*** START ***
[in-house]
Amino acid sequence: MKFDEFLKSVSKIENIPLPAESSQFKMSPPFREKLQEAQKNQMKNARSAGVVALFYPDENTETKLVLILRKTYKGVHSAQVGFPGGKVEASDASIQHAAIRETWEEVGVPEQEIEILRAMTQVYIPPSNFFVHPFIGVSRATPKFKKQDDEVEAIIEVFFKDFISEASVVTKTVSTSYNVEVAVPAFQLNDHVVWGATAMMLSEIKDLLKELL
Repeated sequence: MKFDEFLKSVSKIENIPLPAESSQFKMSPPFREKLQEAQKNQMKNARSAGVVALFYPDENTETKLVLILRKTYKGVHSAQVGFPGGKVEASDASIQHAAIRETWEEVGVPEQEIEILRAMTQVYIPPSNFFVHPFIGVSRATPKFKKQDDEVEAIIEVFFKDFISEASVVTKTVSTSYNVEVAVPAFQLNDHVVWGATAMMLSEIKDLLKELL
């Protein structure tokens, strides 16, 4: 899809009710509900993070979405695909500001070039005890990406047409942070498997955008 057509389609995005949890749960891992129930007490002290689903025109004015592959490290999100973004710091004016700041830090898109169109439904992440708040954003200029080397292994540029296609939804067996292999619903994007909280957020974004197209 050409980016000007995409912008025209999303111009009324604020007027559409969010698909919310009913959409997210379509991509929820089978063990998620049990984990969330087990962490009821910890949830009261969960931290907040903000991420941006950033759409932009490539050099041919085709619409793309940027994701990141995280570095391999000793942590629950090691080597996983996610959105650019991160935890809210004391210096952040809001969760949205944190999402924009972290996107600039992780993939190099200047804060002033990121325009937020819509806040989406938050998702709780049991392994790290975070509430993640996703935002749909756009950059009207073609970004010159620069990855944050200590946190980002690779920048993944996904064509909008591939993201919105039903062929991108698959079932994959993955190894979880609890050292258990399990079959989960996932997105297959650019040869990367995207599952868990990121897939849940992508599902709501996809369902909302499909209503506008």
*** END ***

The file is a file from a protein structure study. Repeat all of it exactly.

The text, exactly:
[in-house]
Amino acid sequence: MKFDEFLKSVSKIENIPLPAESSQFKMSPPFREKLQEAQKNQMKNARSAGVVALFYPDENTETKLVLILRKTYKGVHSAQVGFPGGKVEASDASIQHAAIRETWEEVGVPEQEIEILRAMTQVYIPPSNFFVHPFIGVSRATPKFKKQDDEVEAIIEVFFKDFISEASVVTKTVSTSYNVEVAVPAFQLNDHVVWGATAMMLSEIKDLLKELL
Repeated sequence: MKFDEFLKSVSKIENIPLPAESSQFKMSPPFREKLQEAQKNQMKNARSAGVVALFYPDENTETKLVLILRKTYKGVHSAQVGFPGGKVEASDASIQHAAIRETWEEVGVPEQEIEILRAMTQVYIPPSNFFVHPFIGVSRATPKFKKQDDEVEAIIEVFFKDFISEASVVTKTVSTSYNVEVAVPAFQLNDHVVWGATAMMLSEIKDLLKELL
């Protein structure tokens, strides 16, 4: 899809009710509900993070979405695909500001070039005890990406047409942070498997955008 057509389609995005949890749960891992129930007490002290689903025109004015592959490290999100973004710091004016700041830090898109169109439904992440708040954003200029080397292994540029296609939804067996292999619903994007909280957020974004197209 050409980016000007995409912008025209999303111009009324604020007027559409969010698909919310009913959409997210379509991509929820089978063990998620049990984990969330087990962490009821910890949830009261969960931290907040903000991420941006950033759409932009490539050099041919085709619409793309940027994701990141995280570095391999000793942590629950090691080597996983996610959105650019991160935890809210004391210096952040809001969760949205944190999402924009972290996107600039992780993939190099200047804060002033990121325009937020819509806040989406938050998702709780049991392994790290975070509430993640996703935002749909756009950059009207073609970004010159620069990855944050200590946190980002690779920048993944996904064509909008591939993201919105039903062929991108698959079932994959993955190894979880609890050292258990399990079959989960996932997105297959650019040869990367995207599952868990990121897939849940992508599902709501996809369902909302499909209503506008």